Darren - Sorry Tom, but I think Nebraska needed more cornerbacks, and they didn't get them. Mo Seisay will play right away and could be a tremendous addition to the team. But, NU really needed at least one if not two more cornerbacks and didn't get them. Coach Pelini pointed out that Alonzo Moore and LeRoy Alexander will start out as corners to start their career, and that NU really recruits "defensive backs" more than corners and safeties. But, I'm not buying all of that. If they didn't need corners, why did they visit or host dozens of defensive backs this cycle, and why did they keep recruiting Ford and Shelton until the very end? The Huskers needed one more true corner in the group.
Brandon - I agree. The inability to add DB depth was the big "miss" of this class. Nebraska was in on a lot of intriguing prospects late and all 50 of them went to UCLA. At least that's how I remember it. ATHs LeRoy Alexander and Alonzo Moore will start out in the secondary but last year's experience with creating DBs out of anyone who was willing to try was less than savory.
Tom - Bo Pelini can say what he wants about adding stars, I like five-star players. I'm not just talking about Peat, the Huskers need to be gunning for more. Even the number of four star guys seems low. If guys come in who are very skillful, it makes coaches jobs easier dealing with less development. Projects are for walk-ons.
Steve - The obvious answer here would be missing out on Peat. And really, the Solich years made me nervous anytime a class has fewer than four offensive linemen in it. It didn't have to be Peat, but one or two more quality offensive linemen would have been nice. But that's me looking for something to be down on. Really, I wasn't particularly disappointed about any part of the class. I'm not quite as down on the secondary in large part because I don't think the pass rush was that good a year ago. Watch the defensive line improve this year and the defensive backs will start looking better as well. The same is true for the future with the front seven foundation that they bolstered.
Who are the "sleepers" in this bunch? What player do you think is being under-discussed or underrated?
Darren - There is a lot to like about Jared Afalava. He's being overshadowed because there is a big and talented total group of linebackers in this class. And, Michael Rose is the headliner in that group. But, when I watch film of Afalava, I see a very explosive player, a great tackler and a player who can do a lot of things. He played in the middle, was able to rush off the edge, and appears to be excellent at dropping in to pass coverage. This is a player who can fit very well with what NU asks its middle linebackers to do. I think he is a real steal for the Huskers.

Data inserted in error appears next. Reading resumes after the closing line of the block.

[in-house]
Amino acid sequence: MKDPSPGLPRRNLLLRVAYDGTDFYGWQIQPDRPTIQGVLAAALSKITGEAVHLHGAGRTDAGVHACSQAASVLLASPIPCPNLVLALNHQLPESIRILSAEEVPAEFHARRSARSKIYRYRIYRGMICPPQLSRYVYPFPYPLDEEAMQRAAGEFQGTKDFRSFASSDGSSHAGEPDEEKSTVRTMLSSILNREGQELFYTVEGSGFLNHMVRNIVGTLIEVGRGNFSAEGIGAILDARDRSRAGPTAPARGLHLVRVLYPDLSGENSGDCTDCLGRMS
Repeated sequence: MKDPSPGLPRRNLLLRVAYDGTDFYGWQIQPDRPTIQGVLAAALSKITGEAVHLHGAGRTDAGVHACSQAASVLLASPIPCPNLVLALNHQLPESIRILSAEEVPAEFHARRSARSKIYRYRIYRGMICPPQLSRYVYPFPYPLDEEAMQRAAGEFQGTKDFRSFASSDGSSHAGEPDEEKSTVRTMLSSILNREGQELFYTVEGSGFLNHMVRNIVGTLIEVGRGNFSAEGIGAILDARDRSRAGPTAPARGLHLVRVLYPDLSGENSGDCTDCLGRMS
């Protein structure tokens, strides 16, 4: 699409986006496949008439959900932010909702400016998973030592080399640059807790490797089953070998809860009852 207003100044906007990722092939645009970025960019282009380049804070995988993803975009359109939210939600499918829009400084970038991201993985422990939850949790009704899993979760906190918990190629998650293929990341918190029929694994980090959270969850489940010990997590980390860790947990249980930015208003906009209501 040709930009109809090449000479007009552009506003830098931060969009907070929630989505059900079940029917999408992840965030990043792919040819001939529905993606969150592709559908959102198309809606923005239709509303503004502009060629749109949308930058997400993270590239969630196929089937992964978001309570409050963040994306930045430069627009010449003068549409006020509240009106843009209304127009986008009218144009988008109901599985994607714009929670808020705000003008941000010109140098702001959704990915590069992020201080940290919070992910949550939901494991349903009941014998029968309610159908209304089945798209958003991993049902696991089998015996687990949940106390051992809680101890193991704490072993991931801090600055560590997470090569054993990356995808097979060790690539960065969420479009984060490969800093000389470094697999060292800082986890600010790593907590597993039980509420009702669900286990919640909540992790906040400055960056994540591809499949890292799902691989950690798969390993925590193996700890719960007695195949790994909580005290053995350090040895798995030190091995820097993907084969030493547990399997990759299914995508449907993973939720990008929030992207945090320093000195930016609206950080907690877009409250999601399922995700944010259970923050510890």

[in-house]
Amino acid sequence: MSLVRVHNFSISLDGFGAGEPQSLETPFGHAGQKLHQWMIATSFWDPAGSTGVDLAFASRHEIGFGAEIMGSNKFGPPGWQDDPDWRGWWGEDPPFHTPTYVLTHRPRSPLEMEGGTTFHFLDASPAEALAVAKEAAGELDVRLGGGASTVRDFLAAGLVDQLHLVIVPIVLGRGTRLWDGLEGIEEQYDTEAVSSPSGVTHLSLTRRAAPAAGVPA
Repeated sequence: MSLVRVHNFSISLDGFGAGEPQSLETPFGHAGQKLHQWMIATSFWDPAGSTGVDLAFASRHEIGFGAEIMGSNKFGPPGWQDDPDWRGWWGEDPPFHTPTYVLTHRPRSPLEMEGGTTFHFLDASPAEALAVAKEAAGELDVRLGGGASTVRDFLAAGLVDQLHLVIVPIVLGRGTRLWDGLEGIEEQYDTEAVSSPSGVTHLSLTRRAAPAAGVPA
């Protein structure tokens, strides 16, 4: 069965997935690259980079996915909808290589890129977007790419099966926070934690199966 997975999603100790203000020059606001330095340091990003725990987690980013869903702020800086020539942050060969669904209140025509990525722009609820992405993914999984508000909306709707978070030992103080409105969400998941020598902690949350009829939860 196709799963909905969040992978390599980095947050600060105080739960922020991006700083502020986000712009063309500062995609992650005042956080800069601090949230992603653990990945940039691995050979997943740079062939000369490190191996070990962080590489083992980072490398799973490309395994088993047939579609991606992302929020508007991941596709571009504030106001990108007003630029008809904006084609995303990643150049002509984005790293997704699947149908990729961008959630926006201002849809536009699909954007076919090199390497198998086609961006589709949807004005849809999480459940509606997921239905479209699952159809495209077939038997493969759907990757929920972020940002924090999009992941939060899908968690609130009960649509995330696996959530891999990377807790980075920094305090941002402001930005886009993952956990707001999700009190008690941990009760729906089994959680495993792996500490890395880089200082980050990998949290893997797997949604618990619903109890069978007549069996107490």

Brandon - I continue to think that walk-on QB Ryker Fyfe will be a bigger factor than people think in the quarterback battle a few years down the road but as far as scholarship guys I like RB Imani Cross quite a bit. He had a handful of SEC offers -- South Carolina, Tennessee, Kentucky -- as well as one from Georgia Tech, where his brother, Izaan, has started at DE the past two years. Cosmically, I think severing the Cross brother's connection at Tech led directly to Andrus Peat's decision to head west so Imani better be good.
Tom – I'm torn between Imani Cross and Sam Cotton. It looks like Bo wants to stack up the blocking up front while still having offensive weapons. Offensive players who are versatile are like getting two for the price of one. If you bring in the "blocking" tight end or "change of pace" back, defenses can plan around it. If you bring in a guy who can play multiple roles, defenses have to account for that.
Steve - I agree on Cotton. If he doesn't become a good blocker and regular contributor, I'll be surprised. Likewise, I think Cross can steal the starting job at I-back after Burkhead graduates. Corey Whitaker just needs to add some good weight and I think he can be a very good offensive lineman.